A Simple Relapse Prevention Plan That You Can Follow
Simplicity in a relapse prevention plan can create an ideal platform for a recovering addict to piece their life back together. However, making a plan that is too basic can bring about boredom – a common relapse trigger. The first year of a relapse prevention plan is also the most important since studies suggest that the relapse rates are roughly 40 to 60 percent. So, how do you create a simple relapse prevention plan that incorporates everything you need to stay clean and sober?
In this article, we will explore how relapse happens and what you need to incorporate in your relapse prevention techniques to stay clean.
How Relapse Happens
When an individual first starts abusing drugs or alcohol, their addiction to the substance doesn’t form overnight. Addiction itself is a process and relapse can be considered a process, too. One of the ways on how to prevent relapse is about being able to recognize stages of relapse. They are as follows:
- Emotional – This stage of the relapse process is when negative emotions start to build up. It is usually the result of not following or using improper relapse prevention techniques such as stress reduction exercises. This is the best time to stop relapse. If the emotions are left to build up, the next stage of relapse begins.
- Mental – The mental stage of relapse is when stress and other negative emotions start to cause the person to think about substance abuse again. It is common for recovering people to romanticize their past substance abuse at this point.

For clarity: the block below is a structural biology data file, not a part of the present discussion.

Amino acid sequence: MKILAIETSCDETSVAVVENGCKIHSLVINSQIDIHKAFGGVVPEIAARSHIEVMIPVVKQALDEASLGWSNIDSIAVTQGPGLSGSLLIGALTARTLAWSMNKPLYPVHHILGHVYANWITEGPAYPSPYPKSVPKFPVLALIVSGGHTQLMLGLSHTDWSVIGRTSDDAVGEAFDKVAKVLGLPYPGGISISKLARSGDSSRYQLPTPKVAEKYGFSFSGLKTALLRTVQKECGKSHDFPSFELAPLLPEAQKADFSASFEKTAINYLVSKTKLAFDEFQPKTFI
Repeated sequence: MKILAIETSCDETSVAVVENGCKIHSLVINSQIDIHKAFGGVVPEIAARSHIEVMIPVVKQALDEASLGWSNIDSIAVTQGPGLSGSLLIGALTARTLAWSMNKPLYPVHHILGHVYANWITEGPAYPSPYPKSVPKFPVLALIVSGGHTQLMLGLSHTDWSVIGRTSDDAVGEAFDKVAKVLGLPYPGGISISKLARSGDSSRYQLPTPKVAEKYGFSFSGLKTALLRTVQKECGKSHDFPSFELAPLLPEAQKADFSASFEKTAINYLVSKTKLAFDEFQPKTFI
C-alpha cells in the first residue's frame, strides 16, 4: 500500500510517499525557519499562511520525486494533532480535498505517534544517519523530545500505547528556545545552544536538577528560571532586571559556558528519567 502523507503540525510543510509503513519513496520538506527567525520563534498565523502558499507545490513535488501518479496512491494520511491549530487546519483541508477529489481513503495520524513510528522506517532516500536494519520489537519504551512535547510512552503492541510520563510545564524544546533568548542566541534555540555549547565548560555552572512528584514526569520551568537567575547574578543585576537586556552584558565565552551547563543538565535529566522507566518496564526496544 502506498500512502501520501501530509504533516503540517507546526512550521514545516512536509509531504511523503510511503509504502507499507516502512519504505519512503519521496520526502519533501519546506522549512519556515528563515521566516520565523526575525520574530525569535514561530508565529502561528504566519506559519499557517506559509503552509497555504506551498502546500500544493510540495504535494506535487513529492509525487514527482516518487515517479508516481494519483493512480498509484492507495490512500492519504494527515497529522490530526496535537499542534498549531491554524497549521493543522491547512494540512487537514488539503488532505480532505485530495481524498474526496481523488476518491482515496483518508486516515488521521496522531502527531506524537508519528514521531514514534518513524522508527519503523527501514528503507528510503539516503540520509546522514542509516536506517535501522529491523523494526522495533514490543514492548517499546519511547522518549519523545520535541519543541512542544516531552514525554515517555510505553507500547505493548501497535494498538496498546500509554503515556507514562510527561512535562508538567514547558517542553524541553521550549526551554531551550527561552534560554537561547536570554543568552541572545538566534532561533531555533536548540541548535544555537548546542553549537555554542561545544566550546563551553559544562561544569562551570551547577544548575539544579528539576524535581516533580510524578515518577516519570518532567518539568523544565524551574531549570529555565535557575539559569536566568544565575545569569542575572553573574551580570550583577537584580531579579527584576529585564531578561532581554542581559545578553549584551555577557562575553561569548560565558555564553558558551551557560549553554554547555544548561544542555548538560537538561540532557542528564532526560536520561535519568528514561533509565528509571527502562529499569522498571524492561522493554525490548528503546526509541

- Physical – The last stage in the relapse process is the physical act of getting and using the drug or alcohol again. It can be the drive to the bottle store or drug dealer. This is the last stage where something can be done to stop a relapse.
A Simple Relapse Prevention Plan
How to prevent relapse starts with creating a plan that you’re comfortable with. The following are the elements you want in your simple relapse prevention plan.
1. Know what triggers you
The first thing you must establish is what your current triggers are. Look at the top three triggers you have, such as smells, certain times of the year or day, people and feelings. Repeat this process every 3 to 6 months as triggers can change over time.
2. Learn from the past
If you’ve relapsed before, then how did it happen? Was it en emotional trigger? By learning from past mistakes and putting a new course of action into place when those things occur again it can make all the difference.
3. Know how will you respond
A major part of a simple relapse prevention plan is preparation. What will you do when faced with trigger situations and overwhelming feelings? Before they occur, work out what you will do in response to each of your top triggers. This can be phoning your sponsor or friend, leaving the situation, avoiding places and people and techniques for ridding yourself of the irrational thinking, such as mindfulness meditation.
4. Isolate problem areas
Take some time to think about all of the situations in the past few weeks of recovery that have brought you close to relapse such as emotional pain. It can be caused by an argument or discouraging feelings brought on by those close to you. Look closely at how you felt and why it made you feel that way. If it is something that is likely to repeat itself, then talk to the person involved about how it made you feel and work through the problem together.
If you or a loved one is struggling with addiction, get help right away. Make a phone call that will connect you to a professional drug treatment center. The call you make may save your life or the life of someone you love. Call us today at 1.800.429.7690.